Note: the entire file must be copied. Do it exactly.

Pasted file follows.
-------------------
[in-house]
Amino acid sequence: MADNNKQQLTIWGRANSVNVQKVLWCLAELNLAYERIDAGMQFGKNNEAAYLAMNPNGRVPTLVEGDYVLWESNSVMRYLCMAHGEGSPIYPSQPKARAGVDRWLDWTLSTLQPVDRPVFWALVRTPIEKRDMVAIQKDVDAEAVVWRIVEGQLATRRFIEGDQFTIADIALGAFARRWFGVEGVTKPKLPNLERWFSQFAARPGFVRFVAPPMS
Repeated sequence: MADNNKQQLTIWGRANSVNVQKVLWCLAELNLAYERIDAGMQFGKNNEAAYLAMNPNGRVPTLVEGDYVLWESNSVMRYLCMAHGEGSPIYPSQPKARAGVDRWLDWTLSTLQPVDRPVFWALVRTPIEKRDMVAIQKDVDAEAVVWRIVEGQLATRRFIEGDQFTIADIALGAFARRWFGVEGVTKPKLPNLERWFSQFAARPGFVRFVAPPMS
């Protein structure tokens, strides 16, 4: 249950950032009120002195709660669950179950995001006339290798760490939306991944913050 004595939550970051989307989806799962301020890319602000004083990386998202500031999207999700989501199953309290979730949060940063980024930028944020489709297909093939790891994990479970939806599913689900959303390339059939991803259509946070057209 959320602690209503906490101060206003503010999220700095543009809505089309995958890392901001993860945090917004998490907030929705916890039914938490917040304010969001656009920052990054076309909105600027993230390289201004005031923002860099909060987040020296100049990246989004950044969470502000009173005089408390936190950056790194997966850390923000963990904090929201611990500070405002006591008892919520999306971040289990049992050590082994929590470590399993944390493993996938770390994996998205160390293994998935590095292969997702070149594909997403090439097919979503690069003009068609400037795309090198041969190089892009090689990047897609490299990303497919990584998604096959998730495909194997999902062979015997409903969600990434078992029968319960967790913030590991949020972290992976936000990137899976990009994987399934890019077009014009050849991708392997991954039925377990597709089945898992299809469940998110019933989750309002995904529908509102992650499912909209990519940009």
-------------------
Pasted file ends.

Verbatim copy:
[in-house]
Amino acid sequence: MADNNKQQLTIWGRANSVNVQKVLWCLAELNLAYERIDAGMQFGKNNEAAYLAMNPNGRVPTLVEGDYVLWESNSVMRYLCMAHGEGSPIYPSQPKARAGVDRWLDWTLSTLQPVDRPVFWALVRTPIEKRDMVAIQKDVDAEAVVWRIVEGQLATRRFIEGDQFTIADIALGAFARRWFGVEGVTKPKLPNLERWFSQFAARPGFVRFVAPPMS
Repeated sequence: MADNNKQQLTIWGRANSVNVQKVLWCLAELNLAYERIDAGMQFGKNNEAAYLAMNPNGRVPTLVEGDYVLWESNSVMRYLCMAHGEGSPIYPSQPKARAGVDRWLDWTLSTLQPVDRPVFWALVRTPIEKRDMVAIQKDVDAEAVVWRIVEGQLATRRFIEGDQFTIADIALGAFARRWFGVEGVTKPKLPNLERWFSQFAARPGFVRFVAPPMS
């Protein structure tokens, strides 16, 4: 249950950032009120002195709660669950179950995001006339290798760490939306991944913050 004595939550970051989307989806799962301020890319602000004083990386998202500031999207999700989501199953309290979730949060940063980024930028944020489709297909093939790891994990479970939806599913689900959303390339059939991803259509946070057209 959320602690209503906490101060206003503010999220700095543009809505089309995958890392901001993860945090917004998490907030929705916890039914938490917040304010969001656009920052990054076309909105600027993230390289201004005031923002860099909060987040020296100049990246989004950044969470502000009173005089408390936190950056790194997966850390923000963990904090929201611990500070405002006591008892919520999306971040289990049992050590082994929590470590399993944390493993996938770390994996998205160390293994998935590095292969997702070149594909997403090439097919979503690069003009068609400037795309090198041969190089892009090689990047897609490299990303497919990584998604096959998730495909194997999902062979015997409903969600990434078992029968319960967790913030590991949020972290992976936000990137899976990009994987399934890019077009014009050849991708392997991954039925377990597709089945898992299809469940998110019933989750309002995904529908509102992650499912909209990519940009």